Who Is the Most Overrated, Most Underrated Player on the Cleveland Browns?
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It's hard to imagine any Cleveland Browns player as "overrated," at least considering the kind of season they had last year, but indeed, there are players getting more credit than they're due on that roster. The same goes for underrated players—yes, the Browns also have those as well.
Here, I will examine one of each and try to determine why so much love has been given one, while the other hasn't gotten the attention he deserves.
Overrated: QB Seneca Wallace
How on Earth can a quarterback like Seneca Wallace be overrated? Even if fans don't necessarily think so, clearly, the Browns' powers-that-be believe that Wallace is in some way a valuable quarterback.
Wallace has followed Browns president Mike Holmgren from Seattle to Cleveland and isn't likely to be the Browns passer cut now that Brandon Weeden is primed to be the team's starter. Instead, that honor will go to Colt McCoy, who clearly has more overall upside, even as a No. 2 quarterback, than Wallace.
In the past two seasons, Wallace has started seven games (four in 2010 and three in 2011), never doing enough to secure himself the job over McCoy. He passed for 567 yards last season, completed just 51.4 percent of his passes and threw two touchdowns and two interceptions.
That's not all that impressive, and it doesn't make anyone feel all that confident that if Weeden should be sidelined for any reason that Wallace would likely be the No. 2 behind him this year.
At this point in Wallace's career, him simply having a job somewhere, even as a backup quarterback, makes him overrated. All he has in his favor is the support of Holmgren and little else.
The Browns know that they can trade McCoy to another team for value, but there's no chance of them doing so with Wallace, which has much to do with McCoy not likely lasting in Cleveland past training camp.
That's a shame, because it's far scarier to consider the prospect of Wallace starting a game this year than to think of McCoy potentially doing so. Maybe Wallace has a bigger arm (his longest pass last season went for 76 yards, while McCoy's longest was 56), and neither had impressive yards per attempt last year (5.3 for Wallace to McCoy's 5.9), but McCoy still averaged more yards per game than Wallace by over 100.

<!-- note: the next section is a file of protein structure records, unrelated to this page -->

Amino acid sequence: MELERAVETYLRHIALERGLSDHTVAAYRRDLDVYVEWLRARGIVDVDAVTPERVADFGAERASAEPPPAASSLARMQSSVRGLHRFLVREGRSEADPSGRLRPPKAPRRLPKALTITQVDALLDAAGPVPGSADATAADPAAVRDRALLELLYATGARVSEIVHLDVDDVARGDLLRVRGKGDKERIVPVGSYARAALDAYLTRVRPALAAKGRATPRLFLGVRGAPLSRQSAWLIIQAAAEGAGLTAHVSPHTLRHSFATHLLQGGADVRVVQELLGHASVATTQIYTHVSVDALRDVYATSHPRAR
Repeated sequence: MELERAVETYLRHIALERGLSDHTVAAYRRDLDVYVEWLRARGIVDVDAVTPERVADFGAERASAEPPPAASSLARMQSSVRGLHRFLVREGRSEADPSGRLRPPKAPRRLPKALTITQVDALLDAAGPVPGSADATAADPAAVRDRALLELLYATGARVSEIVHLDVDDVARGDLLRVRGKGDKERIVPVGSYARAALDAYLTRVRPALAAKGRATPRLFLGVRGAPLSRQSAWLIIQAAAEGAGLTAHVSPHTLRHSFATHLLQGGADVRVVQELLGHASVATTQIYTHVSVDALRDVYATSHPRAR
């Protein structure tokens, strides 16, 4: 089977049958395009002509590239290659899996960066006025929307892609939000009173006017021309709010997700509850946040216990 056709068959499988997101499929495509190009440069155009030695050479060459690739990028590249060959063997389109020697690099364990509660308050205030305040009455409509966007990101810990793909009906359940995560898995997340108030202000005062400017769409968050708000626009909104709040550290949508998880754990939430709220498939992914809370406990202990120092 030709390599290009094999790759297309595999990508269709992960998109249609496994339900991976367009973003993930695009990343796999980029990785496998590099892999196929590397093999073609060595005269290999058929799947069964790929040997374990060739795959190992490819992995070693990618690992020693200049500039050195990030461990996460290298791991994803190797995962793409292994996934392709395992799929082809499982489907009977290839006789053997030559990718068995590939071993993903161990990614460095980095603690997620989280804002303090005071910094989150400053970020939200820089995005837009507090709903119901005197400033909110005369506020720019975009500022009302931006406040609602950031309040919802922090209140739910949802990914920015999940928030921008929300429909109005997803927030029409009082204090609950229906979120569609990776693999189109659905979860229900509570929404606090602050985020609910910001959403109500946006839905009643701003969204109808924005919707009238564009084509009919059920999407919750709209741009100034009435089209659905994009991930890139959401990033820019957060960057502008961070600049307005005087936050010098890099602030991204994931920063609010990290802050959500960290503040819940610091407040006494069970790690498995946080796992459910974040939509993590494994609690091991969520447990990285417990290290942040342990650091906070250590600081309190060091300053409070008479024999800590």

For someone averaging 89.5 passing yards per game to be considered a viable backup quarterback option clearly points to Wallace being overrated by the Browns' front office.
Underrated: WR Jordan Norwood
With two quarterbacks practically splitting time for the Browns last year and the majority of attention being paid Greg Little and his issue with dropping passes, slot receiver Jordan Norwood spent his first year in Cleveland being mostly overlooked.
Nevertheless, Norwood was active for 14 games and caught 23 of the 34 passes thrown to him, good for 268 yards and a score. He averaged 11.7 yards per reception and had 15 catches good for a first down.
For a slot receiver in a passing offense that did little more than struggle last season, Norwood was a shining beacon of reliability and an example of what could be for the Browns with more stability and talent at quarterback.
This year, Norwood needs to fend off rookies Josh Cooper and Travis Benjamin to keep hold of the starting slot receiver job, and at the very least, he's getting the best opportunity to do so, having spent most of OTAs and minicamp working solely with the first-team offense.
According to stats compiled by Pro Football Focus, Norwood was not the greatest asset to his team last year, but he was absolutely not a liability (subscription required). He was just slightly below average in run blocking and completely average when asked to pass block, and by the halfway point of the season, he earned himself a great deal more offensive snaps.
As long as he continues to work with the first-team offense in training camp, he'll hold down the starting slot job in 2012.
Look for Norwood to have a breakout season of sorts if so, as Weeden looks to him to be the kind of reliable, security-blanket type player every rookie quarterback tends to require. His yards per reception should increase, and he could be good for over 400 yards with a better quarterback like Weeden throwing at him.
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